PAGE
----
Brunton Park

Project background

Project background

There are historical reports of flooding in the Brunton Park area for the last 100 years.

Flooding in September 2008 showed issues with the surface water (rainfall from roofs and roads) and foul (household waste) sewer networks and how these interact with the Ouseburn. Three separate sources can cause flooding in this area, these include the foul sewer network, surface water sewers and the Ouseburn.

Several studies were carried out by Northumbrian Water and the Environment Agency to identify the best solution to reduce flooding in this area. The preferred option which is now substantially complete involved the creation of a new river channel to divert the flow from the Ouseburn further west into the golf course as well as constructing local flood defences upstream and downstream of the diversion. This option allows for the creation of a storage channel in the area of the existing river which will store excess surface water from Brunton Park in periods of heavy rainfall. In addition, two kilometres of new surface water and foul sewers and a new underground foul storage tank have been installed within Brunton Park to reduce the risk of flooding in this area.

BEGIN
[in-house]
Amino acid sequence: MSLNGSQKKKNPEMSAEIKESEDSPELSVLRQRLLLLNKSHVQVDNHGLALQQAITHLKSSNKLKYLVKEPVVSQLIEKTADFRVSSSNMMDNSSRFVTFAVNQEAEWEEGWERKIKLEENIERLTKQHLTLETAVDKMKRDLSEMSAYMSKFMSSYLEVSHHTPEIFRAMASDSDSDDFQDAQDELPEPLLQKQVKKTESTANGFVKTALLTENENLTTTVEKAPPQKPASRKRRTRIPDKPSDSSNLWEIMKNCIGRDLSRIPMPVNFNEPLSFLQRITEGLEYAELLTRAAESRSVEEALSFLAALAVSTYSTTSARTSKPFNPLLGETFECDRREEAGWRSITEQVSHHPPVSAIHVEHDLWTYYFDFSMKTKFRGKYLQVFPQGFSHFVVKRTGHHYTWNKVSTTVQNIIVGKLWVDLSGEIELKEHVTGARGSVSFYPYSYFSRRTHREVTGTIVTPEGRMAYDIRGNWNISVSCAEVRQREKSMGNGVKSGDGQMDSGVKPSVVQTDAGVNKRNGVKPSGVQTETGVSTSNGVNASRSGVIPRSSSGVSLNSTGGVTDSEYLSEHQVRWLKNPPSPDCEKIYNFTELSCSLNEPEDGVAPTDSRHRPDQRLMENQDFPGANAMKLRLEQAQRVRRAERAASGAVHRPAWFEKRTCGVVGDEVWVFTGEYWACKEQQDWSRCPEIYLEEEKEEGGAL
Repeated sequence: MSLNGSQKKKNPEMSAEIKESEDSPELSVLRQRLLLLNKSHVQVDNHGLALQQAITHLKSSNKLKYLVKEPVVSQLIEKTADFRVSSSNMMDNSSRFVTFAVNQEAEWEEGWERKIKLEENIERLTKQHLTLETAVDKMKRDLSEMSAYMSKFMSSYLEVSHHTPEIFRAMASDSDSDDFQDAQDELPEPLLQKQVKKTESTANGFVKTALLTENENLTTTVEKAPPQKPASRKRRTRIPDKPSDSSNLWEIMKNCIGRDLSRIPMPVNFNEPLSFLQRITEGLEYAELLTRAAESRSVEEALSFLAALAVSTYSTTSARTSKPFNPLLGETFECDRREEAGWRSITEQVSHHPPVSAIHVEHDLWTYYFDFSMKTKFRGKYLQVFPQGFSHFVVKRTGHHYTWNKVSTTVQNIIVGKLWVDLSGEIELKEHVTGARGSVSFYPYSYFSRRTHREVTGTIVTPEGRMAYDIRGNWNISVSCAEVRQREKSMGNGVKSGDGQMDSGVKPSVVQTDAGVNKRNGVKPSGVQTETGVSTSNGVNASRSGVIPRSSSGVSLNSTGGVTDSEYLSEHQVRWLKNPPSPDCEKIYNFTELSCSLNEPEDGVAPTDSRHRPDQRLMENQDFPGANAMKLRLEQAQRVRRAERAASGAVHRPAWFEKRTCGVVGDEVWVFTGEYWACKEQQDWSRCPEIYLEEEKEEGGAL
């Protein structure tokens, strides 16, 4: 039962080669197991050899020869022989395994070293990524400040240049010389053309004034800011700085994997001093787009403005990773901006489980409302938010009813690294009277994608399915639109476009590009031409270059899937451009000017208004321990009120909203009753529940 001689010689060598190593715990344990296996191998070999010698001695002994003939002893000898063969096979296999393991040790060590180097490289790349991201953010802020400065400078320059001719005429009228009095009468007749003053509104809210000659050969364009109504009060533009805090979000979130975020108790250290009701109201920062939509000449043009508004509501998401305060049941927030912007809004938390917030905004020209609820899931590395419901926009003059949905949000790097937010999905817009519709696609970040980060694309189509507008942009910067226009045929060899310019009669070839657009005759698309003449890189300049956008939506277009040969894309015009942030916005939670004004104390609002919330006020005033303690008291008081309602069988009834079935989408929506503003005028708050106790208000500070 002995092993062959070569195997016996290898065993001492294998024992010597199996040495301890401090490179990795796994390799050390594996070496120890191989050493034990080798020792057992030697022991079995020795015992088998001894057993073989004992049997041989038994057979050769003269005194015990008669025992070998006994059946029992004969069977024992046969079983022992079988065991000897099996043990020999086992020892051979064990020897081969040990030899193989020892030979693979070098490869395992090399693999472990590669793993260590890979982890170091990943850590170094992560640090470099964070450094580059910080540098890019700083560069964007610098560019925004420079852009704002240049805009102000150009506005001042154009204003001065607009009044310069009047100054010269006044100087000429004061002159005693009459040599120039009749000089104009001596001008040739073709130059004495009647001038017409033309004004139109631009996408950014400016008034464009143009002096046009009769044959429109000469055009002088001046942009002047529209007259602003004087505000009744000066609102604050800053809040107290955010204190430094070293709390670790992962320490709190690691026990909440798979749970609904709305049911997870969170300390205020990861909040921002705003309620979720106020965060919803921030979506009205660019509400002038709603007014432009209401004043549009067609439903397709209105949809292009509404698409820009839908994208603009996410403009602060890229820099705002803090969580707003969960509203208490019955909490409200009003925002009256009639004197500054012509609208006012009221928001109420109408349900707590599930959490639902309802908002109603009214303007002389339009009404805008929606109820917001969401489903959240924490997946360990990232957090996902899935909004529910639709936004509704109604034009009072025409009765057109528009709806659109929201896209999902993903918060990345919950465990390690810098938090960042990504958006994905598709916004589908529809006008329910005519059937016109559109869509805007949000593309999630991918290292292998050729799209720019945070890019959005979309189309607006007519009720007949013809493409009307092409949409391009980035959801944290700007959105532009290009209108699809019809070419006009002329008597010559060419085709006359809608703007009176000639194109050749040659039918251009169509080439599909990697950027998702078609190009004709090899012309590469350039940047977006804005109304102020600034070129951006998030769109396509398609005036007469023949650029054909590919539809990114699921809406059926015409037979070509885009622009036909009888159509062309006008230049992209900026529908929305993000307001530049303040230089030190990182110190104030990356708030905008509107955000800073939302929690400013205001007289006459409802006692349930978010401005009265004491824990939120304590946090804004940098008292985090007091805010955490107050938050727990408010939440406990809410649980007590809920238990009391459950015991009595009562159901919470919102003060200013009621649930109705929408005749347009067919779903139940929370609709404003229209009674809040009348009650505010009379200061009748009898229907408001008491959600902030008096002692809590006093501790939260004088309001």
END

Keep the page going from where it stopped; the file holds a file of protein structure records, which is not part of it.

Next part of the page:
With the first phase of work now complete, the Brunton Park estate now has increased capacity within the surface water and foul systems.

The second phase of work, which will start at the end of March 2016, will involve the completion of the earthworks on the golf course, the diversion of the Ouseburn, the creation of the surface water storage channel and completion of flood defences. A plan of the flood defence embankment and channel diversion can be found here.

Brunton Park

Brunton Park  

Northumbrian Water, the Environment Agency and Newcastle City Council are working together to reduce the risk of flooding in Brunton Park.

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